, Volume 48, Issue 4, pp 1517–1533 | Cite as

Population Composition, Public Policy, and the Genetics of Smoking

  • Jason D. Boardman
  • Casey L. Blalock
  • Fred C. Pampel
  • Peter K. Hatemi
  • Andrew C. Heath
  • Lindon J. Eaves


In this article, we explore the effect of public policy on the extent to which genes influence smoking desistance. Using a sample of adult twins (n mz = 363, n dz = 233) from a large population registry, we estimate Cox proportional hazards models that describe similarity in the timing of smoking desistance among adult twin pairs. We show that identical twin pairs are significantly more likely to quit smoking within a similar time frame compared with fraternal twin pairs. Importantly, we then show that genetic factors for smoking desistance increase in importance following restrictive legislation on smoking behaviors that occurred in the early and mid-1970s. These findings support the social push perspective and make important contributions to the social demography and genetic epidemiology of smoking as well as to the gene-environment interaction literatures.


Smoking Genetics Gene-environment interaction Policy 



The research presented in this article is part of a larger study funded by the National Institute of Child Health and Human Development (K01 HD 50336). Research funds were also provided by the NIH/NICHD-funded CU Population Center (R21 HD 051146-01). The authors would like to thank the anonymous reviewers and Jane Menken for their insightful comments on earlier versions of this article.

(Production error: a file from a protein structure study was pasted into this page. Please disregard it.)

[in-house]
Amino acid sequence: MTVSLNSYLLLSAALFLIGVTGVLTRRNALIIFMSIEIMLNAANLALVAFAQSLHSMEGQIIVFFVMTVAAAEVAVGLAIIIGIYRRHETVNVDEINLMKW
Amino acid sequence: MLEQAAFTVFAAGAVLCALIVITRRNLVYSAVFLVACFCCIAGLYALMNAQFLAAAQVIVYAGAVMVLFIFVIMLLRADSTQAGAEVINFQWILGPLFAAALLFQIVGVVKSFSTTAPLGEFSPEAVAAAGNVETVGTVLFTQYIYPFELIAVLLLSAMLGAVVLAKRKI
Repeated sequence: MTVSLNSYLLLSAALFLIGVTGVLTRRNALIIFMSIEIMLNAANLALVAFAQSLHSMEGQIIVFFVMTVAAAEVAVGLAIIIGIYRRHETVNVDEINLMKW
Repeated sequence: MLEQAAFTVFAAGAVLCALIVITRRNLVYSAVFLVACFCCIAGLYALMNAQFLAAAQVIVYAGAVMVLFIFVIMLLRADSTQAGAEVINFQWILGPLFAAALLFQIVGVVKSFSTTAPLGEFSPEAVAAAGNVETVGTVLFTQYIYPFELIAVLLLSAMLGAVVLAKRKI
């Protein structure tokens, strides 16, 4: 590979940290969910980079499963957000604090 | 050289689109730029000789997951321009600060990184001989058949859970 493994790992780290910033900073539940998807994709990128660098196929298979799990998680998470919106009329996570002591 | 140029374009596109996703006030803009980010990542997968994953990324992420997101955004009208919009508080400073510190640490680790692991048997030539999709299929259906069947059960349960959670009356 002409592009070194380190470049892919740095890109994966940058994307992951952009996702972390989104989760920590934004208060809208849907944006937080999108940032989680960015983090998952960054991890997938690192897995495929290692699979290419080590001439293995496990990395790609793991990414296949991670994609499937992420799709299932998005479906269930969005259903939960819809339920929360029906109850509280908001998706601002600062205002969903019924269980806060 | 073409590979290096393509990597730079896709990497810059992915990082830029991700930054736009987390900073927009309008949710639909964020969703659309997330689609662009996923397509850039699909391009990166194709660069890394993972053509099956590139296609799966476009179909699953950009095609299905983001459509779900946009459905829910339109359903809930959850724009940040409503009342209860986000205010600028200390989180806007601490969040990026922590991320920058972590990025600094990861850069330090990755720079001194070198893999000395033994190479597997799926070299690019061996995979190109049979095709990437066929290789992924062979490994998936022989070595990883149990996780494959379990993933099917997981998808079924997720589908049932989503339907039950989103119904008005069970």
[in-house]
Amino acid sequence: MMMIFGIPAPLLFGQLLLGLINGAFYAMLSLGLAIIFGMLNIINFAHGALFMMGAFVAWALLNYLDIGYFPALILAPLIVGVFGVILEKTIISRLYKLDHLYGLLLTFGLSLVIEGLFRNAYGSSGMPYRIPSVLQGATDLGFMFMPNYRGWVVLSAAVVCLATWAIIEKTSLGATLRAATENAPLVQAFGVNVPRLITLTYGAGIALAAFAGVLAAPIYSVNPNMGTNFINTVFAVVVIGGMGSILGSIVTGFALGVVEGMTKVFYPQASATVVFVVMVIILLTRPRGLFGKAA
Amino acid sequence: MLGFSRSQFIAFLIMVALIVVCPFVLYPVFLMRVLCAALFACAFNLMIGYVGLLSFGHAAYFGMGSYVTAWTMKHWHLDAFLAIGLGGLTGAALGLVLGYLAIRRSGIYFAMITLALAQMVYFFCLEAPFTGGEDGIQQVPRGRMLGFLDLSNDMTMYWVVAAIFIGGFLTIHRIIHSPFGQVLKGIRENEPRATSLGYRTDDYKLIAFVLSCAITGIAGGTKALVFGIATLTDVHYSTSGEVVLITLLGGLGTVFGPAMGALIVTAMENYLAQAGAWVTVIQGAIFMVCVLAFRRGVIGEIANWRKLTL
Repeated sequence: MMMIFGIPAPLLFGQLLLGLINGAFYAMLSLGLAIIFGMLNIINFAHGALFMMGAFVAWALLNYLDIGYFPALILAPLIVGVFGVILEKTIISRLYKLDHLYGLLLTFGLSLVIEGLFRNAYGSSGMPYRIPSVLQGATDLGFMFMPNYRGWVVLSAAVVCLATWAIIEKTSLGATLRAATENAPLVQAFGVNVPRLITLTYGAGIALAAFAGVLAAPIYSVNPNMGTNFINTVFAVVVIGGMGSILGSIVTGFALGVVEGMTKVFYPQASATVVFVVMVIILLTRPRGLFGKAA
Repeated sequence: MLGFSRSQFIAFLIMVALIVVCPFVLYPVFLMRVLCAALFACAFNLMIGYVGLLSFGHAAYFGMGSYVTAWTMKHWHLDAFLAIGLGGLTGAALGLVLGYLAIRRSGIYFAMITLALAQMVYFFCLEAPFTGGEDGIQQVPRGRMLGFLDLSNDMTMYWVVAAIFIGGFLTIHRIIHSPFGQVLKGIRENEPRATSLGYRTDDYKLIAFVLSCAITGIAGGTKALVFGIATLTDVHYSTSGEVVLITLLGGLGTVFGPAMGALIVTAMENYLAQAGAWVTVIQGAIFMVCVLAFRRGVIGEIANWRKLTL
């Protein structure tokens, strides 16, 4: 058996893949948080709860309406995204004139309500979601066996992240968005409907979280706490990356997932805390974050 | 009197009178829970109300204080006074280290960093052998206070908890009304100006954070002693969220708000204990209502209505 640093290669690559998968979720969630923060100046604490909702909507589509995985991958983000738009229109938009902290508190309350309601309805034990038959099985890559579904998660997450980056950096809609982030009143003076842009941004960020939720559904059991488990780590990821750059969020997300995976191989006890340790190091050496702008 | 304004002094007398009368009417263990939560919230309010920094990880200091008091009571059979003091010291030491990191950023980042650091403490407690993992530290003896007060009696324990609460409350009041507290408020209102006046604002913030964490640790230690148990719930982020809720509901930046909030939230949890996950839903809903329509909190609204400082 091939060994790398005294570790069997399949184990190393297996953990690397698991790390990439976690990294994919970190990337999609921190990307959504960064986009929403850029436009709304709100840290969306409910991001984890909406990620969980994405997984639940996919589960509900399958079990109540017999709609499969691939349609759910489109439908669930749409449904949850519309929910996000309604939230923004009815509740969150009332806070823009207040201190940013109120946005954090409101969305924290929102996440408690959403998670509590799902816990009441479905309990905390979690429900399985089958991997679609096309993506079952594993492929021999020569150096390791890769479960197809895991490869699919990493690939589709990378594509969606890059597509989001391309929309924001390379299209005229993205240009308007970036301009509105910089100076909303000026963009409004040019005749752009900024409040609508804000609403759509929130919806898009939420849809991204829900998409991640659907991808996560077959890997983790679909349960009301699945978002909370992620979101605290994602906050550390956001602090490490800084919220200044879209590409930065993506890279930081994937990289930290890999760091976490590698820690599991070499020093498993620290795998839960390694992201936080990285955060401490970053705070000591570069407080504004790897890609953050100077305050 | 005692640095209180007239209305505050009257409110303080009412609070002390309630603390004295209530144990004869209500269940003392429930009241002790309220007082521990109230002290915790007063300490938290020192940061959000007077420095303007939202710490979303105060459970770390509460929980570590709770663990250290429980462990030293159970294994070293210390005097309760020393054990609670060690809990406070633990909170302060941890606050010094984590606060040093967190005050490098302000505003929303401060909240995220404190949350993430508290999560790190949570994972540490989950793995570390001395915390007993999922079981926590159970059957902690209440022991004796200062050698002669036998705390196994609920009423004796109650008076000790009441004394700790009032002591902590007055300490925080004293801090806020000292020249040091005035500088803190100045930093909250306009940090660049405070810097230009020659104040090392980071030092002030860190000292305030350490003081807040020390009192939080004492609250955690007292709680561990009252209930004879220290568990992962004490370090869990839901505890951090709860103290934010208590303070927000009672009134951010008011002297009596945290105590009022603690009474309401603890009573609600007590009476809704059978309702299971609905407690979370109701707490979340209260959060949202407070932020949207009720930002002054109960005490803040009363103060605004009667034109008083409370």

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Copyright information

© Population Association of America 2011

Authors and Affiliations

  • Jason D. Boardman
    • 1
  • Casey L. Blalock
    • 1
  • Fred C. Pampel
    • 1
  • Peter K. Hatemi
    • 2
  • Andrew C. Heath
    • 3
  • Lindon J. Eaves
    • 4
  1. 1.Department of Sociology and Institute of Behavioral ScienceUniversity of ColoradoBoulderUSA
  2. 2.Departments of Political ScienceMicrobiology, and BiochemistryUniversity ParkUSA
  3. 3.Midwest Alcoholism Research CenterWashington UniversitySt. LouisUSA
  4. 4.Virginia Institute for Psychiatric and Behavioral GeneticsMedical College of VirginiaRichmondUSA

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